June 17: Eyes wide shut

There simply is no possibility that the two-state solution would lead to peace with our Arab neighbors.

Letters 521 (photo credit: Thinkstock/Imagebank)
Letters 521
(photo credit: Thinkstock/Imagebank)
Eyes wide shut
Sir, – I agree with Tal Harris (“Make a choice: Settlements or democracy,” Comment & Features, June 14) on one point – that there is a profound cognitive dissonance at work here. But it’s not among those of us who love the entire Land of Israel. Rather, it’s among people like Harris who cannot admit to the realities hitting us all in the face.
Perhaps he has been unable to swallow the reality of the Palestinians’ plan to control our entire country, and not just the “West Bank.” You don't have to search very far to find irrefutable evidence that Judea and Samaria are only the first step toward destroying all of the Jewish state. There simply is no possibility that the two-state solution would lead to peace with our Arab neighbors.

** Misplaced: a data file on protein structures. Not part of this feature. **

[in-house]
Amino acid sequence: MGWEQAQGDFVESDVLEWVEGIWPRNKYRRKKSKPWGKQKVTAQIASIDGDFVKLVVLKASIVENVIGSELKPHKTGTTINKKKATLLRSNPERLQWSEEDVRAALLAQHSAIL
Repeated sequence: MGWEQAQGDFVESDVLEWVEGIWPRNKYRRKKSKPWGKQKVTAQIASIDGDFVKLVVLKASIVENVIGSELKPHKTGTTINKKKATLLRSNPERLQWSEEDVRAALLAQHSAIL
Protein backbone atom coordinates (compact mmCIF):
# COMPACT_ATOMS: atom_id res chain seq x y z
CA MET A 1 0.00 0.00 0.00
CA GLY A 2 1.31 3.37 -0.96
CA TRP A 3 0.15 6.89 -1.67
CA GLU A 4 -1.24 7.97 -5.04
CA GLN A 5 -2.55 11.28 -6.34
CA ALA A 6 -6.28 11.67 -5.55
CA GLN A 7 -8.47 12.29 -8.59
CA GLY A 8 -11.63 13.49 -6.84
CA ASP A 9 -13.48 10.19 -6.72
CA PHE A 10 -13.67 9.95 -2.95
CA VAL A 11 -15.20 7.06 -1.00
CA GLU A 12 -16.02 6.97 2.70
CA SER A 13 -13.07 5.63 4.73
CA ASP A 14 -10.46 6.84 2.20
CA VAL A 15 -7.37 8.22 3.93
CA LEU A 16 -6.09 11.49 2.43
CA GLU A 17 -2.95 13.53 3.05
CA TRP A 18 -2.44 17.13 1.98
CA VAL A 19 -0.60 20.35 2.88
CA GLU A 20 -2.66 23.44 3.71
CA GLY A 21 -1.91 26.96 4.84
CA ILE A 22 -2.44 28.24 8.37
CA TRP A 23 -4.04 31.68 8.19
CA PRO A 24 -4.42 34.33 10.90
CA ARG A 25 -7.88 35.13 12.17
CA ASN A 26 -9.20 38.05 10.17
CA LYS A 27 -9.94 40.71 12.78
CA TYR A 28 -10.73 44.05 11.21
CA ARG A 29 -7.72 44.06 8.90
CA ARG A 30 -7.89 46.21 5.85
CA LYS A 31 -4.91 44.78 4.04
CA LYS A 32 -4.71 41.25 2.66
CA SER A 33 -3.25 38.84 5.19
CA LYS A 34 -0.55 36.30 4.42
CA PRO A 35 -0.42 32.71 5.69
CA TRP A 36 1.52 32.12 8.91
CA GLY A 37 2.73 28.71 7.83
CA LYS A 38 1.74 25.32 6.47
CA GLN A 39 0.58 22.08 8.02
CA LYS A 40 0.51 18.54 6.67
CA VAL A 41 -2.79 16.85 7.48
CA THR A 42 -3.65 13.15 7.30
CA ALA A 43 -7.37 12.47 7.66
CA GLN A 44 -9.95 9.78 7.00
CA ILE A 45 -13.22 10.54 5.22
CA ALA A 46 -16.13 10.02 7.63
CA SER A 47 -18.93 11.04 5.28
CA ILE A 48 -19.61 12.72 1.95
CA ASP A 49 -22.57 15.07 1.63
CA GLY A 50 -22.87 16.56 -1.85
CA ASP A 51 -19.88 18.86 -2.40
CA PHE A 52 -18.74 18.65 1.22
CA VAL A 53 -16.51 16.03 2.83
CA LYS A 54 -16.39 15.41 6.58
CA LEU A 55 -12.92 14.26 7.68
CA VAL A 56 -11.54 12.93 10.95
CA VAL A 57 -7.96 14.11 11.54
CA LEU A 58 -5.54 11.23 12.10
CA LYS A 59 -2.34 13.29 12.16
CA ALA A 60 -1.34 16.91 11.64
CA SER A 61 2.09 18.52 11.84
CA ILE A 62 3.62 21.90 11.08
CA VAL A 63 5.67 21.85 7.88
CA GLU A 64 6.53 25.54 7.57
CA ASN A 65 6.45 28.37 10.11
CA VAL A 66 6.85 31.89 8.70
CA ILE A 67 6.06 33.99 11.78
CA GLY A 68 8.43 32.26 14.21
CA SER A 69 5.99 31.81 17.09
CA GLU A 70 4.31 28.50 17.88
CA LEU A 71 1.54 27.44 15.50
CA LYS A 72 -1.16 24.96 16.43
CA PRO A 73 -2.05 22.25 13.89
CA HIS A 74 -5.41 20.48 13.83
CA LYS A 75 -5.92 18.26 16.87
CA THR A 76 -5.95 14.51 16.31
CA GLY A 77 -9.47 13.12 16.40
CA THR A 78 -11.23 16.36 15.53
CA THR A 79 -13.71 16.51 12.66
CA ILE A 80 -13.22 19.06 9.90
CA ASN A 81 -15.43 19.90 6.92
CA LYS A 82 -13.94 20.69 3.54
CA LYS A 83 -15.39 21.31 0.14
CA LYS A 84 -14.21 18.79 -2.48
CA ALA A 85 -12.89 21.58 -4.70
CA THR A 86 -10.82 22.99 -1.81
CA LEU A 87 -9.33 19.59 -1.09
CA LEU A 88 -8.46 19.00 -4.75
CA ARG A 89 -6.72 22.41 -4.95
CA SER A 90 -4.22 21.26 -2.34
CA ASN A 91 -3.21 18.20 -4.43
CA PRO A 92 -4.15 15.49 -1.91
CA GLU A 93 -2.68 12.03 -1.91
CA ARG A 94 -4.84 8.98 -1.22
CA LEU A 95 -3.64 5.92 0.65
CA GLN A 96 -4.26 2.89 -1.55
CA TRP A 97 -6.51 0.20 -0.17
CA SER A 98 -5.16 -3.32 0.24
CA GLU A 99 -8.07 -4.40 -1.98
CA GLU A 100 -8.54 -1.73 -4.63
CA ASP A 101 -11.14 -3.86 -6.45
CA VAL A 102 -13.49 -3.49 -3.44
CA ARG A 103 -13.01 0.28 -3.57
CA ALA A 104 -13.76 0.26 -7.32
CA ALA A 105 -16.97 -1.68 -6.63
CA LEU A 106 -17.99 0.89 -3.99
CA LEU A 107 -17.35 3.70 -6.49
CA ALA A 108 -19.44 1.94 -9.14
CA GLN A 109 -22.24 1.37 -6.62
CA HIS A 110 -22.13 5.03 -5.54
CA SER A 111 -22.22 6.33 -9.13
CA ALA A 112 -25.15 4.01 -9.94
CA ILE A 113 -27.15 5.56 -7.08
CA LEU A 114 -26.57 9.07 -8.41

Also, the evidence is crystal clear about what happens when we give land to the Palestinians.
Gaza’s militant Hamas government and the thousands of rockets thrown on our civilian population are not exactly hidden pieces of information. And the “rule of law” canard simply doesn’t hold water any longer, with illegal Arab and Beduin settlements dotting the entire landscape with nary a whimper from the authorities, and certainly no legal action taken against them.
You have to have your eyes open to see the obvious.
Letters about letters
Sir, – Letter writer Jock L. Falkson’s excerpts from Leviticus and Deuteronomy (“Please explain,” June 14) are highly selective and inappropriate in the present situation.
The great numbers of African intruders can hardly be equated with the “stranger” referred to in his quotations. If the present influx is left unchecked and most of the newcomers not sent home, they could become a threat to the very existence of Israel as a Jewish country.
If international law is invoked, raisons d’etat trump such law. It would be well to remember Abba Eban’s saying that “national suicide is not an international obligation.”
Sir, – Reader Yonatan Silverman (“Hill of beans,” Letters, June 13) maintains that Israel should ignore non-government attempts to boycott the Jewish state. He cites the expression “silence is golden” and explains that it’s “worth its weight in psychological gold. It denotes self-confidence and steadfastness.”